Wake, wake, plants in the earth,
spring is a time of light and rebirth.
Hear, hear this magical sound,
and grow, grow, out of the ground.


How To Make a Brighid's Crown

By Patti Wigington

Brighid is the goddess who reminds us that spring is around the corner. She watches over hearth and home, and this craft project combines her position as firekeeper with that of fertility goddess. Make this crown as an altar decoration, or leave off the candles and hang it on your door for Imbolc.

You'll need the following supplies:

·         A circular wreath frame, either of straw or grapevine

·         Winter evergreens, such as pine, fir or holly

·         Spring flowers, such as forsythia, dandelions, crocus, snowbulbs

·         Red, silver and white ribbons

·         Optional: Candles at least 4" long -- tapers are perfect for this - or battery operated lights

·         A hot glue gun

Place the wreath form on a flat surface. Using the hot glue gun, attach the candles around the circle.

Next, attach a mixture of winter greenery and spring flowers to the wreath. Blend them together to represent the transition between winter and spring. Make it as thick and lush as you can, weaving in and around the candles.

Wrap the ribbons around the wreath, weaving between the candles. Leave some excess ribbons hanging off, if you plan to hang this on your door or a wall, and then braid it or tie in a bow. If you're using it on an altar, light the candles during rituals to honor Brighid.

Safety Tip: If you're going to wear this on your head, don't use candles - pick up a set of battery operated tea lights instead, or use a string of battery powered twinkle lights.


Make a Brighid Corn Doll

Make a corn husk doll to honor Brighid. Image by Doug Menuez/Stockbyte/Getty Images

In one of her many aspects, Brighid is known as the bride. She is a symbol of fertility and good fortune, and is seen as yet one more step in the cycle of life, death, and rebirth. Traditionally, the Brighid doll is made of woven grain such as oats or wheat. This version, however, uses corn husks.

If you make a doll at Lughnasadh, you can re-use it in six months, dressing it up in spring colors for Imbolc. This way, the Harvest Mother becomes the Spring Bride. Some traditions, however, prefer not to re-use their harvest doll, and instead choose to start fresh and new in the spring. Either way is fine.

To make this simple doll, you'll need some corn husks—and clearly, in January or February, you probably won't be able to find a lot of those growing outside. Check your grocery store's produce section to get husks. If you're using dried-out husks, soak them for a couple of hours to soften them up (fresh husks need no special preparation). You'll also need some yarn or ribbon, and a few cotton balls.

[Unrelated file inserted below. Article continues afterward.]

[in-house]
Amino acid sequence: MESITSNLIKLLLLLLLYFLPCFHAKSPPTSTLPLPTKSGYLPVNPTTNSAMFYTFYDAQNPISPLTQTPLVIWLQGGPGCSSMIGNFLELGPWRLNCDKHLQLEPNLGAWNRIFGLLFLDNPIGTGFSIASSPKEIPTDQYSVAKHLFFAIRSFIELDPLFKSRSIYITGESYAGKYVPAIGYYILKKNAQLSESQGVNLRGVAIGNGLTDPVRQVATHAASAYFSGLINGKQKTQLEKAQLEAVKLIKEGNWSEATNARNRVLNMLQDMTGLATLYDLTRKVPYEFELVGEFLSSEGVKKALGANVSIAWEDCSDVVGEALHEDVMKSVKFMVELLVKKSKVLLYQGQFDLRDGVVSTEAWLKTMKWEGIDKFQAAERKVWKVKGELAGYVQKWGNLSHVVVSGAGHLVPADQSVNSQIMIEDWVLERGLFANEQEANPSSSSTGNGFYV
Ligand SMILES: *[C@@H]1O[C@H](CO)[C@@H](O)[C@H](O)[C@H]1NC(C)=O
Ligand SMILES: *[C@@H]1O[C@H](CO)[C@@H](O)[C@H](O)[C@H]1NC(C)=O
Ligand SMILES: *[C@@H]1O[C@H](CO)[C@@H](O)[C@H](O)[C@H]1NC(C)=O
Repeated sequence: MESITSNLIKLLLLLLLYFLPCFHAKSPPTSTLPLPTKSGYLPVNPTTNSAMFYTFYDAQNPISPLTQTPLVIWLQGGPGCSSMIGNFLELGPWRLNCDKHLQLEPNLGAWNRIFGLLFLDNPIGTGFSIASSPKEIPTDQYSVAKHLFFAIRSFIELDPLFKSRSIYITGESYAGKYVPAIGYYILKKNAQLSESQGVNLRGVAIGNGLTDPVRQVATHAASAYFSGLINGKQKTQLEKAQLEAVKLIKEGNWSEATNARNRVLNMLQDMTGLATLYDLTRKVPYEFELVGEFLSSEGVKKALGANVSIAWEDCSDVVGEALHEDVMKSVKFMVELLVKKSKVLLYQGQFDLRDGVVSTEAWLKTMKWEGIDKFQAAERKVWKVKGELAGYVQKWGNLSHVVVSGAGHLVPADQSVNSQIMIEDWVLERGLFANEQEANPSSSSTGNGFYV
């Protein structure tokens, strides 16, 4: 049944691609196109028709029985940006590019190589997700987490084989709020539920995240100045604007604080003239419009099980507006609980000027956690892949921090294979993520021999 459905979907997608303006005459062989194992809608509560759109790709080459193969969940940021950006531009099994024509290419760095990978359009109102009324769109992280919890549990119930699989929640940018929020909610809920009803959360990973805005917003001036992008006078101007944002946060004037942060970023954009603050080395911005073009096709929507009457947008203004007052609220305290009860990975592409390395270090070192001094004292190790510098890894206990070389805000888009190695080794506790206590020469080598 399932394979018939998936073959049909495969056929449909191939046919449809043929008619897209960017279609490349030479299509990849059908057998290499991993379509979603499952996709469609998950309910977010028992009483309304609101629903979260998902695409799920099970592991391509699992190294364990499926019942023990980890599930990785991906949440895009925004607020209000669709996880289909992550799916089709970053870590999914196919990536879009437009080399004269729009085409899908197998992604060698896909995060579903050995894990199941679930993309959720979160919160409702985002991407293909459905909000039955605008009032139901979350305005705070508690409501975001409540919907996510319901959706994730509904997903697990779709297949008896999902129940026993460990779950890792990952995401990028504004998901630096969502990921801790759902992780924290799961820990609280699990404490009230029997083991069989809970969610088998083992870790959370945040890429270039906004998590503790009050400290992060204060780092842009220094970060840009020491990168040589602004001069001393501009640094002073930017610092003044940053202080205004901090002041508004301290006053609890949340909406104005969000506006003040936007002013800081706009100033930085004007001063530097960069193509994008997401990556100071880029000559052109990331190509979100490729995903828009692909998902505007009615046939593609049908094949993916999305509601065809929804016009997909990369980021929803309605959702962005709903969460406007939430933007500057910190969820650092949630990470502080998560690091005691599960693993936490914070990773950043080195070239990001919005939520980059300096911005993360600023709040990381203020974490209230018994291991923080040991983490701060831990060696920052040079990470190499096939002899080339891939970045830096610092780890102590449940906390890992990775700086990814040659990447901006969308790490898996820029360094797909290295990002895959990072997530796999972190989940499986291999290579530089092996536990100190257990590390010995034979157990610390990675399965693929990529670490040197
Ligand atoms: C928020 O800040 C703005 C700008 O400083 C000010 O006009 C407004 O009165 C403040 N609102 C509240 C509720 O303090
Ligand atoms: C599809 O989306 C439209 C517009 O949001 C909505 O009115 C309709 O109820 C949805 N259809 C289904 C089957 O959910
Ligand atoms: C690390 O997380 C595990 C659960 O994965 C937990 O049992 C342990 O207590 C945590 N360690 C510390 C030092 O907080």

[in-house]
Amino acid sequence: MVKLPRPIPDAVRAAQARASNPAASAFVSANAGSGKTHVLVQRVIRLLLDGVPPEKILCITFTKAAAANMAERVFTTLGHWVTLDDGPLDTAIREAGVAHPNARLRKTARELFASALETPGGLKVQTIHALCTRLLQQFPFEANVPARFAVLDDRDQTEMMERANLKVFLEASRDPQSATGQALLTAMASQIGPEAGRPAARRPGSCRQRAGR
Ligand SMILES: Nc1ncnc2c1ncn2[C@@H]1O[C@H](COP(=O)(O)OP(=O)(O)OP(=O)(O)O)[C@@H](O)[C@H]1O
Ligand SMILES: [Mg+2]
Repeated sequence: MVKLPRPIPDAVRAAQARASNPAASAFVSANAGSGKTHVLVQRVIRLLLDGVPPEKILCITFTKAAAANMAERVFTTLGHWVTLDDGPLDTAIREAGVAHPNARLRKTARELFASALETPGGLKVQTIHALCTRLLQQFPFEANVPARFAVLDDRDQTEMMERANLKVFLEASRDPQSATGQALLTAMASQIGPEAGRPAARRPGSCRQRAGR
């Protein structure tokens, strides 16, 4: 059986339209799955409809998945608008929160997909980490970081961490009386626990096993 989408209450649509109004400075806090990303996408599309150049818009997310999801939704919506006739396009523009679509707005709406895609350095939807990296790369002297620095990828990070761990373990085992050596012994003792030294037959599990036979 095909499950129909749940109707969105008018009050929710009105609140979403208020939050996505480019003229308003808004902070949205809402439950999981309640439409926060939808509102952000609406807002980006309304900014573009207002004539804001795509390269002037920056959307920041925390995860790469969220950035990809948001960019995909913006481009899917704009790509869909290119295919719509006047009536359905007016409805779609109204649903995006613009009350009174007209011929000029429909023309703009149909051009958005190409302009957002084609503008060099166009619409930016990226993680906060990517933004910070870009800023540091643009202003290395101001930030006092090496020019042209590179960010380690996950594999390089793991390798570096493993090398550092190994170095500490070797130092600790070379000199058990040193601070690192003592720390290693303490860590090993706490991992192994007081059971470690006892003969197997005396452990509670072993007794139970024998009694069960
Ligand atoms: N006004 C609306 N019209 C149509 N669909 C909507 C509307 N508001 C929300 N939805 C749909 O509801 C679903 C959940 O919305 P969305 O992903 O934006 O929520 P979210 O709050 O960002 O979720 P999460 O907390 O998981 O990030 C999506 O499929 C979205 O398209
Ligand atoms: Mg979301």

Take a strip of the husk, and fold it in half. Place two or three cotton balls in the middle, and then twist the husk, tying it with string to make a head. Leave a bit of husk in the front and back, below the head, to create a torso. Make a pair of arms for your doll by folding a couple of husks in half, and then tying it at the ends to make hands. Slip the arms between the husks that form the torso, and tie off at the waist. If you like your dolls plump, slide an extra cotton ball or two in there to give your Brighid a bit of shape.

Arrange a few more husks, upside down, around the doll's waist. Overlap them slightly, and then tie them in place with yarn—it should look like she has her skirt up over her face. After you've tied the waist, carefully fold the husks down, so now her skirt comes downwards, towards where her feet would be. Trim the hem of the skirt so it's even, and let your doll completely dry.

Once your doll has dried, you can leave her plain or give her a face and some hair (use soft yarn). Some people go all out decorating their bride doll—you can add clothing, an apron, beadwork, whatever your imagination can create.

Place your Brighid in a place of honor in your home for Imbolc, near your hearth or in the kitchen if possible. By inviting her into your home, you are welcoming Brighid and all the fertility and abundance she may bring with her.


Brighid's Bed

Place Brighid in a place of honor near your hearth. Image by Catherine Bridgman/Moment Open/Getty Images

One of the things many people find most appealing about modern Paganism is that the deities are not distant entities who never interact those who honor them. Instead, they drop in on us regularly, and Brighid is no exception. To show hospitality to her on Imbolc, her day of honor, you can make a bed for Brighid to lie in. Place it in a position of comfort, as you would for any visitor. Near your hearthfire is a good spot—if you don't have a fire burning, in the kitchen near the stove is equally welcoming.